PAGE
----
SERB GENERAL RATKO MLADIC IS FINALLY IN CUSTODY
Will we remember the crimes and complicity in the war in Bosnia?
By Danny Schechter, Editor, Mediachannel.org
In the TV business we speak of a "getting "a get" as in booking a big name for a highly rated TV appearance. It took nearly ten years to "get" Osama bin Laden although, in his case, his views were not wanted; he made more news, and generated more popular satisfaction, as a target of a possibly illegal liquidation.
He won't be giving any more interviews, that's for sure.
The world waited sixteen years for the Bosnian Serb General Ratko Mladic to be taken into custody.
It seems clear that the Serbian authorities knew where he was but didn't want to upset the volatile and violent extreme nationalists still in their midst who backed the wars he led, and excused the massacres he carried out against the country's Muslims and all citizens who believed in multi-ethnic states.
Mladic will now face overdue war crimes charges in The Hague.
In the week of his arrest, Serbian State television finally apologized for its role in inciting the barbaric war though misinformation, deception and propaganda disguised as news.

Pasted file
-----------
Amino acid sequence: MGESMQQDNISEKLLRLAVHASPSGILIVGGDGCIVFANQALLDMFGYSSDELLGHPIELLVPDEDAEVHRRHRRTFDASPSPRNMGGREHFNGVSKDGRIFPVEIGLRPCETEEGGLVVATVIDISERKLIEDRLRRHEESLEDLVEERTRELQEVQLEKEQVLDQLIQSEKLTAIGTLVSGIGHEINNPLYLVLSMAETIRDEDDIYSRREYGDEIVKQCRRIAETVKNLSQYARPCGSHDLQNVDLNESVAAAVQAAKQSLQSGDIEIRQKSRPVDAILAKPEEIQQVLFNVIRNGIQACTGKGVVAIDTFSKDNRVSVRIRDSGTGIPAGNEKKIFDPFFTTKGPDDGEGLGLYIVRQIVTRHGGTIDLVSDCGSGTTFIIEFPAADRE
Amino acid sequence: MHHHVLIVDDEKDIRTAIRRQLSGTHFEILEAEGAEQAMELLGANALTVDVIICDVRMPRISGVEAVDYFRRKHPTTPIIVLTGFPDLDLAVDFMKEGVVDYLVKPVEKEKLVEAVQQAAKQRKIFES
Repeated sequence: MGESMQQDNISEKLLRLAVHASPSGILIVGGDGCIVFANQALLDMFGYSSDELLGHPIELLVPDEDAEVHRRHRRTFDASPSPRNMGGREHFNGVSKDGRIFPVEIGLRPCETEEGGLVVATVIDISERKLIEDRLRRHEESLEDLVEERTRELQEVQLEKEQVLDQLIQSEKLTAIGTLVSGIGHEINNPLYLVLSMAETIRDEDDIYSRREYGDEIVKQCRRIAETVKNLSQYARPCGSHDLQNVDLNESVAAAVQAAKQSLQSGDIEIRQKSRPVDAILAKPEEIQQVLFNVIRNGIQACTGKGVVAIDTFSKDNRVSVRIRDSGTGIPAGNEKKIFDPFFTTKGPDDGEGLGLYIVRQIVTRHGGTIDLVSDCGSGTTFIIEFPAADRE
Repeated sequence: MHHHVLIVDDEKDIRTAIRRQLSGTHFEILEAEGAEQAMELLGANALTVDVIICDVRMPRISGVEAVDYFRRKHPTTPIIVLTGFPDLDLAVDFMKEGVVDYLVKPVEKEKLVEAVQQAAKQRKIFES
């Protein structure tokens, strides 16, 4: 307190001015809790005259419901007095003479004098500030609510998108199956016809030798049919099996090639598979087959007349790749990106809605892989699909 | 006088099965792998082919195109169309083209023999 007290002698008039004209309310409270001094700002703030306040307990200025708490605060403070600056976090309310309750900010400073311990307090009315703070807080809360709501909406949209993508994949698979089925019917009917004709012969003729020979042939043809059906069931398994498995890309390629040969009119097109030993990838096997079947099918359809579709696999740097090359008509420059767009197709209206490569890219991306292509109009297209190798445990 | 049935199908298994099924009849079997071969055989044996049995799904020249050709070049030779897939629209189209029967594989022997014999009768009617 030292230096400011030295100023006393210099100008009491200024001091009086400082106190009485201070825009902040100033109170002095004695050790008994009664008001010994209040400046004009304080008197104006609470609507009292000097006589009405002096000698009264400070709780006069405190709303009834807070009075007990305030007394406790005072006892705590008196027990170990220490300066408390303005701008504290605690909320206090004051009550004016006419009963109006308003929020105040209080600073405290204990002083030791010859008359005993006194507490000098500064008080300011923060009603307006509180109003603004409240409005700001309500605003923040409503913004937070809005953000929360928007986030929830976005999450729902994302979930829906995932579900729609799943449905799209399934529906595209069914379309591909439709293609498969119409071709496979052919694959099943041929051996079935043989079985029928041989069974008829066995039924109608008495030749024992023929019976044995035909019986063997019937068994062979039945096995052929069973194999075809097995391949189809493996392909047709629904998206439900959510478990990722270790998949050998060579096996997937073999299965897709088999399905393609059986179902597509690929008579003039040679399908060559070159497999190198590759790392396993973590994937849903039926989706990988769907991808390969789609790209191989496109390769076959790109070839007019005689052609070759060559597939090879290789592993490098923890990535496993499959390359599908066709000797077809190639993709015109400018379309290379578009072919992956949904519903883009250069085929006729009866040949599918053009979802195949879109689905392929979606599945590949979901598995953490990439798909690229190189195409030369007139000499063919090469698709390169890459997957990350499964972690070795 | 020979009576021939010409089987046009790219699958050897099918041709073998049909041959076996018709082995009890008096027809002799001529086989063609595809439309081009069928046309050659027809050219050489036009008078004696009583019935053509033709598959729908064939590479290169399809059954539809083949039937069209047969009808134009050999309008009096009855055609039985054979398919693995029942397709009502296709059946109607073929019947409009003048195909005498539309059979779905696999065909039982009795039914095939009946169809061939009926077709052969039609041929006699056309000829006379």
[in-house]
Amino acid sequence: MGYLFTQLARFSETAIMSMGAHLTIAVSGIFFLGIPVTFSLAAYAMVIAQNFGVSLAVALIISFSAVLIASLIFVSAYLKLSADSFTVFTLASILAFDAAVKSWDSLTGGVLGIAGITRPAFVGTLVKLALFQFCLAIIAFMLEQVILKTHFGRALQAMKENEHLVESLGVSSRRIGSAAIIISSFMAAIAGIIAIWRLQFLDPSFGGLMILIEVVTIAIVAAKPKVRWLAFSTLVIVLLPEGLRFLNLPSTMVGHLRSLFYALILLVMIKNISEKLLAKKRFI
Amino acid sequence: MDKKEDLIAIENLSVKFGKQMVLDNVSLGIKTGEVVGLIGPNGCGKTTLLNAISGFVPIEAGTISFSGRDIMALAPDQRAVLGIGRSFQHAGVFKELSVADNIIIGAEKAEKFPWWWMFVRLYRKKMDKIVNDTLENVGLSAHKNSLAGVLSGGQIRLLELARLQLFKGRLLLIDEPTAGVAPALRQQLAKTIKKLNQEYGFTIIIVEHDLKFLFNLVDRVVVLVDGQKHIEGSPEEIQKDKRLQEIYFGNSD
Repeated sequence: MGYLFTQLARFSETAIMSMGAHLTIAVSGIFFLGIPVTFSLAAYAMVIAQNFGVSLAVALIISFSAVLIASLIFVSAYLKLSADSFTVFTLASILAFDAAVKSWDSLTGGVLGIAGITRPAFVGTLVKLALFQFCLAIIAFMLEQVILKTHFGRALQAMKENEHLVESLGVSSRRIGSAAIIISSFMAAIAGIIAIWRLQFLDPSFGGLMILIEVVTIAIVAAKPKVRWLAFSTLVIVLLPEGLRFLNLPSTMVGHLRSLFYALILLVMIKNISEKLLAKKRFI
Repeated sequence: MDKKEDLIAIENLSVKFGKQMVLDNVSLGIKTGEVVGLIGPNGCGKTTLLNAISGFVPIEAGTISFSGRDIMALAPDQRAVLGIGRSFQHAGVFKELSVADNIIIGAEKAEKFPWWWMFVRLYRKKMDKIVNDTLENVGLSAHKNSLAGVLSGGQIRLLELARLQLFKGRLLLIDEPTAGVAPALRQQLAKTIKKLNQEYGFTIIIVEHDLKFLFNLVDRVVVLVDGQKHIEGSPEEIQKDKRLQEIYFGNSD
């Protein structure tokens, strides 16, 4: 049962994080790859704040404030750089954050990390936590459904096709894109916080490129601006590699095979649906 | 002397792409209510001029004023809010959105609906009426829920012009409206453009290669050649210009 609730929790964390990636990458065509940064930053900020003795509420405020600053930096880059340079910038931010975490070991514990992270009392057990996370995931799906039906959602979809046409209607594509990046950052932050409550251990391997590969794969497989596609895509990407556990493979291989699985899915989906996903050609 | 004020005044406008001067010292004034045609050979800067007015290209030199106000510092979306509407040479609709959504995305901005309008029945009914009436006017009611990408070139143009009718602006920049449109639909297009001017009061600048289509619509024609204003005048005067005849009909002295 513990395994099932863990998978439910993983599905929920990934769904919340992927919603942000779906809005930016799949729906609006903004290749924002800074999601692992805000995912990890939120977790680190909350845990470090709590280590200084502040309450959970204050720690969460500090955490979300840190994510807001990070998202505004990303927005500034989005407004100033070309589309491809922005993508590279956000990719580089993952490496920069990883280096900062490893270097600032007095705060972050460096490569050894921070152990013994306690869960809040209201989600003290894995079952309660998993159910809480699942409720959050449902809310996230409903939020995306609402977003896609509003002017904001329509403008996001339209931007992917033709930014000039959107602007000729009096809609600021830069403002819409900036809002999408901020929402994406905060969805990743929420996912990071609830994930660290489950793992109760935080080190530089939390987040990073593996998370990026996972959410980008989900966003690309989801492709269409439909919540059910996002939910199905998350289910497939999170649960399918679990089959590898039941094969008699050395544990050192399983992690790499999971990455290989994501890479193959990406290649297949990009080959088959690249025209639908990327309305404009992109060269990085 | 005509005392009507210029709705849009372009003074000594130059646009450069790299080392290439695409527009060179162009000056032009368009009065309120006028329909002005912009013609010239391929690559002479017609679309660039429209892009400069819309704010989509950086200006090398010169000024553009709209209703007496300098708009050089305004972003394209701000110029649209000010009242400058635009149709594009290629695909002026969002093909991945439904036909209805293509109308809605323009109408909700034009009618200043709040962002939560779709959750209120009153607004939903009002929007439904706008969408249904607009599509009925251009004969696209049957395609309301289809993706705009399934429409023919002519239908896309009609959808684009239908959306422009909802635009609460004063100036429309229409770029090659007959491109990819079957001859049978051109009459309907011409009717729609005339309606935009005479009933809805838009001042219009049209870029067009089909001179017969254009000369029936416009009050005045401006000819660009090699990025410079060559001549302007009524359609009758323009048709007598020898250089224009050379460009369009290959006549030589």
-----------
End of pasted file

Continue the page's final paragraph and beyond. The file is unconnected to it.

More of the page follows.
AP reported, "Radio Television of Serbia, or RTS, said in a statement posted on its website yesterday that the station's program was "almost constantly and heavily abused'' by Milosevic's regime with the aim of discrediting his political and ethnic opponents and spreading official propaganda.
Liberal politician Marko Karadzic described the apology as a "positive step'' but said the television's managing board did not distance itself clearly enough from the past.
"RTS's program was an organized campaign of support to the policies of extinction and violence which we cannot view as insult or slander,'' aid Karadzic."
It's time for Croatian TV to make a similar statement,
This statement clearly defines the often complicit relationship between war and media showing how TV networks promote wars in the guise of covering them. Too many media organizations took their cues from state propagandist.
Many American TV news executive later issued more tempered apologies for their one sided coverage of the Iraq war.
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